Oct. 3 (UPI) -- Lockheed Martin has been awarded nearly $163.9 million for support of the space based infrared system.

The contract, awarded specifically to the company's Lockheed Martin Space division on Wednesday by the Department of Defense, covers SBIRS contractor logistics support.

The SBIRS provides early missile warning for the U.S. military through infrared surveillance. It evolved from the Defense Support Program to meet requirements of defense and intelligence communities as part of the missile defense system. It also provides battlespace awareness and technical intelligence for both communities.

"The SBIRS program consists of space segment Geosynchronous Earth Orbit satellites, Highly Elliptical Orbit sensors riding on host satellites, legacy DSP satellites, and the associated world-wide deployed ground systems," according to the U.S. Air Force Space Command.

The SBIRS will eventually be replaced by the Pentagon's Next Gen Overhead Persistent Infrared satellites, which will include large GEO satellites and cheaper, smaller satellite operating in low earth orbit, the Air Force's Space and Missile System Center confirmed a couple weeks ago.

The new OPIR system is under development by Lockheed Martin, as well as subcontractors Raytheon and Northrop Grumman-Ball Aerospace, and "the program remains on track to achieve a GEO space vehicle delivery by fiscal year 2025," the Air Force said in June.

Work under the new contract will be performed at Peterson Air Force Base, Buckley Air Force Base, Greeley Air National Guard Station, all of which are in Colorado, in addition to work done in Boulder, Colo. and outside the continental United States.
 

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Northrop Grumman to upgrade 17 Joint STARS legacy radar surveillance aircraft in half-billion-dollar deal
Joint STARS is a modified Boeing 707 single-aisle commercial passenger jet that detects, classifies, tracks, and targets hostile ground movements.
by John Keller


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ROBINS AIR FORCE BASE, Ga. – Surveillance radar experts at Northrop Grumman Corp. will upgrade and maintain 17 E-8C Joint Surveillance Target Attack Radar System (Joint STARS) aircraft under terms of a contract announced Friday worth nearly a half billion dollars.

Officials of the U.S. Air Force Life Cycle Management Center at Robins Air Force Base, Ga., are awarding a $495 million contract to the Northrop Grumman Aerospace Systems segment in Melbourne, Fla., to modernize and sustain 16 mission and one trainer Joint STARS aircraft.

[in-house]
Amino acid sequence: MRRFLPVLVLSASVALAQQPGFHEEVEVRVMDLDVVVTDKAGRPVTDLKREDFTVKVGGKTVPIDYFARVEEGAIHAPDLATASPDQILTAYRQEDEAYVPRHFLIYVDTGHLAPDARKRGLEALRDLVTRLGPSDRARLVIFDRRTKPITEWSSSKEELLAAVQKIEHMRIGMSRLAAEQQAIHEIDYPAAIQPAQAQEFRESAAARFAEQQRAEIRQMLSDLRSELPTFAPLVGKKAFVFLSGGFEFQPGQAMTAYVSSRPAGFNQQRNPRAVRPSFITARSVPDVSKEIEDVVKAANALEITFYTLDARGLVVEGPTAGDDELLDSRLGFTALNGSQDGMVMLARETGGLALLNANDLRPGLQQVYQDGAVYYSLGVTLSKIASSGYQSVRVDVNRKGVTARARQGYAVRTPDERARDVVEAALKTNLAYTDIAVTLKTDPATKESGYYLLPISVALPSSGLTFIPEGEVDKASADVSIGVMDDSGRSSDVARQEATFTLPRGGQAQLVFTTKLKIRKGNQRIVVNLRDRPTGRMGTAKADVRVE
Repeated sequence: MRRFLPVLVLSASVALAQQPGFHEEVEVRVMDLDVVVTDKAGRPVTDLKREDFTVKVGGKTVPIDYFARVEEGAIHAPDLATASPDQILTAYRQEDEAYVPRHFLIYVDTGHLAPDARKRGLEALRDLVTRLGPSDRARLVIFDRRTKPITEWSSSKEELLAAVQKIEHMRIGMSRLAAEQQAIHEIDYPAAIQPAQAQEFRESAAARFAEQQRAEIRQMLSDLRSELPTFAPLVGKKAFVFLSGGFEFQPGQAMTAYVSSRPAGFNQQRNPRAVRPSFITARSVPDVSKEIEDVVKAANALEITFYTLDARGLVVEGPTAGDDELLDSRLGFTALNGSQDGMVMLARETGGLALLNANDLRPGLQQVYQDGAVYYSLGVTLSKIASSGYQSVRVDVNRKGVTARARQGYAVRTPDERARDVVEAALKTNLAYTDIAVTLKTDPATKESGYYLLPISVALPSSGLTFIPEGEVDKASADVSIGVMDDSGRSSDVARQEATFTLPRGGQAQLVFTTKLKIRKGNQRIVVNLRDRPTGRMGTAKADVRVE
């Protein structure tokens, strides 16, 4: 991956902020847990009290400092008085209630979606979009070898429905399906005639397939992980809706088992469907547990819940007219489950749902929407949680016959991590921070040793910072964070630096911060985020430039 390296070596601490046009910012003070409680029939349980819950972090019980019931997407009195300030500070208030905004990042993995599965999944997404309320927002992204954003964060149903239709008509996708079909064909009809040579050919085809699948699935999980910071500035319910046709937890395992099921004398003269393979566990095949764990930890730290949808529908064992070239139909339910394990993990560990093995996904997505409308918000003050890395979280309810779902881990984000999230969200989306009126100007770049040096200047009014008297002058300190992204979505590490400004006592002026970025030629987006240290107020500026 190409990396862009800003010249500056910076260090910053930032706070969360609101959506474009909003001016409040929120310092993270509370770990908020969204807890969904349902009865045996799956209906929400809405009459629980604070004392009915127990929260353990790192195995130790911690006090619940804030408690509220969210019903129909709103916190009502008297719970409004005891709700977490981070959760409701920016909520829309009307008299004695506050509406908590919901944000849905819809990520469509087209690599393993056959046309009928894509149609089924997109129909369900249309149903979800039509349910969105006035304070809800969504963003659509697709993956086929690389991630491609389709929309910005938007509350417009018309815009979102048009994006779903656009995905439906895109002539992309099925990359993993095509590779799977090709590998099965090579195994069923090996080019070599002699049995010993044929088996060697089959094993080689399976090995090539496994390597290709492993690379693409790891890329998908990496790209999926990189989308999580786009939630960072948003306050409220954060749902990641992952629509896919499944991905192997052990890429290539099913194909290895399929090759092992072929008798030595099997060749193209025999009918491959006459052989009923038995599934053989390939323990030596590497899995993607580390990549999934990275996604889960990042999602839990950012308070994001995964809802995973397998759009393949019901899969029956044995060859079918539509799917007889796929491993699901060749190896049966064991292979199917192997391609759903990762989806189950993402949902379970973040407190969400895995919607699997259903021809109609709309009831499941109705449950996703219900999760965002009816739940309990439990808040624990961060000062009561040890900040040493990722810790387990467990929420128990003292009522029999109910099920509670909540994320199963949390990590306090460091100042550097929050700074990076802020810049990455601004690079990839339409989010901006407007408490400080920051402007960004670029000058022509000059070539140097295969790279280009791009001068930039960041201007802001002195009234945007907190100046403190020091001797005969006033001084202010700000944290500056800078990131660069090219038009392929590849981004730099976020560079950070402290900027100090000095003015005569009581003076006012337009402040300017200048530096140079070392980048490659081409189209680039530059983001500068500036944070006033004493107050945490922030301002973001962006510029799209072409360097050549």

Northrop Grumman is the prime contractor for the Joint STARS, a modified Boeing 707 single-aisle commercial passenger jet that detects, locates, classifies, tracks, and targets hostile ground movements, and communications real-time information through secure data links.

Joint STARS uses a sophisticated radar system that can scan an entire region and then send the data to a computer which analyzes movement and alerts reconnaissance specialists of any suspicious activity in near-real time.

Operators onboard the aircraft can provide ground and air commanders with command and control, intelligence, surveillance, and reconnaissance information on ground-based enemy activities from hundreds of miles away.

With the ability to see vehicle movement around the clock and in any weather conditions, the system provides information to ground and air commanders that enable friendly forces to delay, disrupt, and destroy their enemy.

The reliability, fuel efficiency, and increased operational effectiveness inherent in the engine upgrade translates to increased Joint STARS availability to the warfighter and decreased costs. Replacing all of the engines in the Joint STARS fleet will pay for itself through the reduced operation and maintenance costs of the current engines.

The Joint STARS aircraft started receiving new Pratt & Whitney's JT-8D-219 jet engines in 2008 to provide added power generation for future upgrades to the radar sensor and mission equipment. An Air Force study indicated the fleet could stay in service beyond 2050 because of the investment made when the airframes were refurbished during production.

Despite the upgrades to the Joint STARS over the past several years, some defense experts say the aircraft is a prime target for budget cuts in the 2021 U.S. defense budget, which should be presented to Congress next February.

The aircraft is based on an airframe from the 1950s and '60s, and is fantastically expensive to operate. With advances in electronics miniaturization and performance, the plane could be replaced with a new system based on a business jet configuration, which could help reduce costs and manning requirements.

On this contract Northrop Grumman will do the job at Robins Air Force Base, Ga., and should be finished by September 2024.
 

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General Atomics awarded $12.5M for EMALS work on Navy's aircraft carriers
The contract covers repairs of electromagnetic aircraft launch systems and advanced arresting gear developed for the U.S. Navy's Ford-class aircraft carriers.
Oct. 4, 2019
By Ed Adamczyk

General Atomics received a $12.5 million contract on Thursday for repair work on the U.S. Navy's EMALS and AAG aircraft systems, including those aboard the USS Gerald R. Ford, pictured. Photo by MCS2 Ridge Leoni/U.S. Navy/UPI | License Photo